What's a guy to do when enraged by something in France? Protest, of course. Coca-Cola is, unsurprisingly, not too happy about a new French tax on soda, The Wall Street Journal reports. The government there passed the soda tax as an austerity measure, hoping to funnel as much as €120 million to their health-insurance system. To send a message to the government, the company is scrapping plans to add a production line to one of its plants in the south. But to make it really sting, they are also cancelling the plant's 40th anniversary celebrations. That's right, no birthday fête for the French! Go America!
Actually, the move, "really, just seems a bit petty," says Chris Mercer at just-drinks.com, a beverage industry trade publication. Still, he points out a "long history of antagonism" between the French and Coca-Cola, as when they briefly tried to ban it after World War II. Coke's feet-stomping behavior, though, could serve as a warning as the United States debates how to tackle its own over-consumption of sugary drinks. Earlier this month, the Center for Disease Control released a study revealing the extent of America's addiction to sugary soda. Half of Americans, in fact, drink soda or another sugary beverage daily, the study found, and the habit has been linked with obesity (with which America also has a problem, if you hadn't heard.) The usual suspects renewed their call for soda taxes, but in the weeks since the study, no groundswell of support for such a tax (or any tax really...) has surfaced. Maybe Americans just know better. Coca-Cola warned the French this week that "we are strongly opposed to any form of stigmatization of our products." And if Americans know anything, it's that we don't want to cancel any parties, especially ones where there'll be a lot of free Coca-Cola.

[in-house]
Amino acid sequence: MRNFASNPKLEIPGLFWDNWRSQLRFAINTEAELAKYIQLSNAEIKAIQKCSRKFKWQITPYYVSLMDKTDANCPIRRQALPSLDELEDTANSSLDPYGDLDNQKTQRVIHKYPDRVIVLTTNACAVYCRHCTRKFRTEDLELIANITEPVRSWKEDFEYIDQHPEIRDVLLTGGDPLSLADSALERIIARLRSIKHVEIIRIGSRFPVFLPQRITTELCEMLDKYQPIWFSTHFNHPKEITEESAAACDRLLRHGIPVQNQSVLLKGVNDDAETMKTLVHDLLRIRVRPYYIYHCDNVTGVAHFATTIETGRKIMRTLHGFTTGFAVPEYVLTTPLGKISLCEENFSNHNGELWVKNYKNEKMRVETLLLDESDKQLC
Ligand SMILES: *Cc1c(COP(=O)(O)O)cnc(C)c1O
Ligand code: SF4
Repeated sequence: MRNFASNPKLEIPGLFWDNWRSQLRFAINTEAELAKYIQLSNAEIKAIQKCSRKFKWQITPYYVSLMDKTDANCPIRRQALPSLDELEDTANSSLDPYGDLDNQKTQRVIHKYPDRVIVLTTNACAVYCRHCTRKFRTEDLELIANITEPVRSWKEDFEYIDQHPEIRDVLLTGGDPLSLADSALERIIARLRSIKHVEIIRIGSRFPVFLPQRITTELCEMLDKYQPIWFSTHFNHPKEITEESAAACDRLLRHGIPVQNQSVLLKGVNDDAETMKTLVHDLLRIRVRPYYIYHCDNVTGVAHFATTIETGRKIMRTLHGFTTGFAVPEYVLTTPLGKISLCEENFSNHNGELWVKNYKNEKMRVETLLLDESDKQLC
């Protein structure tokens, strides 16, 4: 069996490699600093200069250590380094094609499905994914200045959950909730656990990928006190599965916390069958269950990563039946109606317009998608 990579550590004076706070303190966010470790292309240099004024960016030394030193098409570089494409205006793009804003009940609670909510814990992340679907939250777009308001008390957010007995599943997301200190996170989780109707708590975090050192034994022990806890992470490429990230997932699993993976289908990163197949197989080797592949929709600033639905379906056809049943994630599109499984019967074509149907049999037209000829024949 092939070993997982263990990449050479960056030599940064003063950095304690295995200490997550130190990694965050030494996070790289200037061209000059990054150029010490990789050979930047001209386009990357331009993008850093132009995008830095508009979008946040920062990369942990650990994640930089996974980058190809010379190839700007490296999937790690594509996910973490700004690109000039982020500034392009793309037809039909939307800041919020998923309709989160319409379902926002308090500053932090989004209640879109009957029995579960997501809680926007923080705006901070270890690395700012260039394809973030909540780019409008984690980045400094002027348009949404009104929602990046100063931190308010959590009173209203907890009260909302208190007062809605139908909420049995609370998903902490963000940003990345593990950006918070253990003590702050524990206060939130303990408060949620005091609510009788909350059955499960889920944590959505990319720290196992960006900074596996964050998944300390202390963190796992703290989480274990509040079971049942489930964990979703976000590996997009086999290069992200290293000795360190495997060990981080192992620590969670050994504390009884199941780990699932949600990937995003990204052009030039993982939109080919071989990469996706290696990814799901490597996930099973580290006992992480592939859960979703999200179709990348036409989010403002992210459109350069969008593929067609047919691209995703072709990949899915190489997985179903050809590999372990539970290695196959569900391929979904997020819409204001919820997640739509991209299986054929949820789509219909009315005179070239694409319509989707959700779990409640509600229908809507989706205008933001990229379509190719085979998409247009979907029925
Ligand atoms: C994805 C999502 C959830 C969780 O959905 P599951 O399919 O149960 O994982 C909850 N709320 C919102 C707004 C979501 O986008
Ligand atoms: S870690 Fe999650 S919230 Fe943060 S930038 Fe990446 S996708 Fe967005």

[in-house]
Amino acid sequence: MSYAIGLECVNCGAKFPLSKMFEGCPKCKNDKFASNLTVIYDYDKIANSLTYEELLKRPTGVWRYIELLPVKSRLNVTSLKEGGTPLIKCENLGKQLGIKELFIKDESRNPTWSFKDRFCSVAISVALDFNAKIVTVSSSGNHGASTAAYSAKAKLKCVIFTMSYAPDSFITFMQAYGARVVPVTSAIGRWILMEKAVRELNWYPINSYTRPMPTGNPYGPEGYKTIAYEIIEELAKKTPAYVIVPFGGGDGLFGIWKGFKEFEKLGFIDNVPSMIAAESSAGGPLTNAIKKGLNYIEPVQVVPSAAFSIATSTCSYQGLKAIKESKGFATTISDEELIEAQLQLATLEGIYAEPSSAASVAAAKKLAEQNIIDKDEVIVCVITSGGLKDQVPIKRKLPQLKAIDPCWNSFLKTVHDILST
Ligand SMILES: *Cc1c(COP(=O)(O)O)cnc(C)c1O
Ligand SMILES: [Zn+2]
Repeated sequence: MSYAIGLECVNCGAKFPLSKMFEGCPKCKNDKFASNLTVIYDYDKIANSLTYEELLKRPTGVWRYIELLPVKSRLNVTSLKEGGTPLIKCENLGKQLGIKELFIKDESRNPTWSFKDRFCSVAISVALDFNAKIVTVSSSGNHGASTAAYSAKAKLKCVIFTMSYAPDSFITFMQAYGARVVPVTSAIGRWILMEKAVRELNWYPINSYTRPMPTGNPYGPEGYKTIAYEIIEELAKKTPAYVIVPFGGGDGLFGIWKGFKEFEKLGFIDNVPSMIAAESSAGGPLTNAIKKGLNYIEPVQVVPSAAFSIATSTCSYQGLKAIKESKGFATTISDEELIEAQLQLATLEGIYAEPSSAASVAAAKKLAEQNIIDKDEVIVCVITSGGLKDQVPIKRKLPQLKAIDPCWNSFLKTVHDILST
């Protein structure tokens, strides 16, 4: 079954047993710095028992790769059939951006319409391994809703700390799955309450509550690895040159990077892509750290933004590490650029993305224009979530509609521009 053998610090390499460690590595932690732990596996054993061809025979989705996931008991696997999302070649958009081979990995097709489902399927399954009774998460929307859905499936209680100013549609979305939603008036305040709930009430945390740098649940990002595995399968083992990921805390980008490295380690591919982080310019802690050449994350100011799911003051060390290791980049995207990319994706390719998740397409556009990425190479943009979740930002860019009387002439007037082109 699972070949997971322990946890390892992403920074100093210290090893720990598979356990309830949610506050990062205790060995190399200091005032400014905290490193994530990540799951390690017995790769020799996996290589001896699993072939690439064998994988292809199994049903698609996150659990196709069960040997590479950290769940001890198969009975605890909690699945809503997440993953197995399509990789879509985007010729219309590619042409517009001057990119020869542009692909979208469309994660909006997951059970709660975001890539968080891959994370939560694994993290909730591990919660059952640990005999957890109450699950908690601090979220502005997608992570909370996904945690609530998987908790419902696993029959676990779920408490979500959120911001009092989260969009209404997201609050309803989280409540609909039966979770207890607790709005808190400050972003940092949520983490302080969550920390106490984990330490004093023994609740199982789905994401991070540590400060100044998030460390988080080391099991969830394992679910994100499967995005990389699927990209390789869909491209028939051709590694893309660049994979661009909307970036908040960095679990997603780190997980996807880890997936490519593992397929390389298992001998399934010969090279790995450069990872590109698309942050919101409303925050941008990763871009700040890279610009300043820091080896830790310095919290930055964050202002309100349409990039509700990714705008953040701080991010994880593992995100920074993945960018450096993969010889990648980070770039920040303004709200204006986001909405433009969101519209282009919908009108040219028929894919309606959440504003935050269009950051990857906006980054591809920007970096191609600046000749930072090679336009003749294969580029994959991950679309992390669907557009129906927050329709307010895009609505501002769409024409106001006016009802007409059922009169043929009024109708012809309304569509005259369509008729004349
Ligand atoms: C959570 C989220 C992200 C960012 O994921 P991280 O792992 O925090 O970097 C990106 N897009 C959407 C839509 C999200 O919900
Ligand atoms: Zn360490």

UPDATE: A Coca-Cola spokesman informs The Atlantic Wire that there was "confusion" and the company will continue with plans to invest €17 million into the French facility. Alas, the sober company is still "postponing the anniversary celebration to a later date that has yet to be determined."
- The Wall Street Journal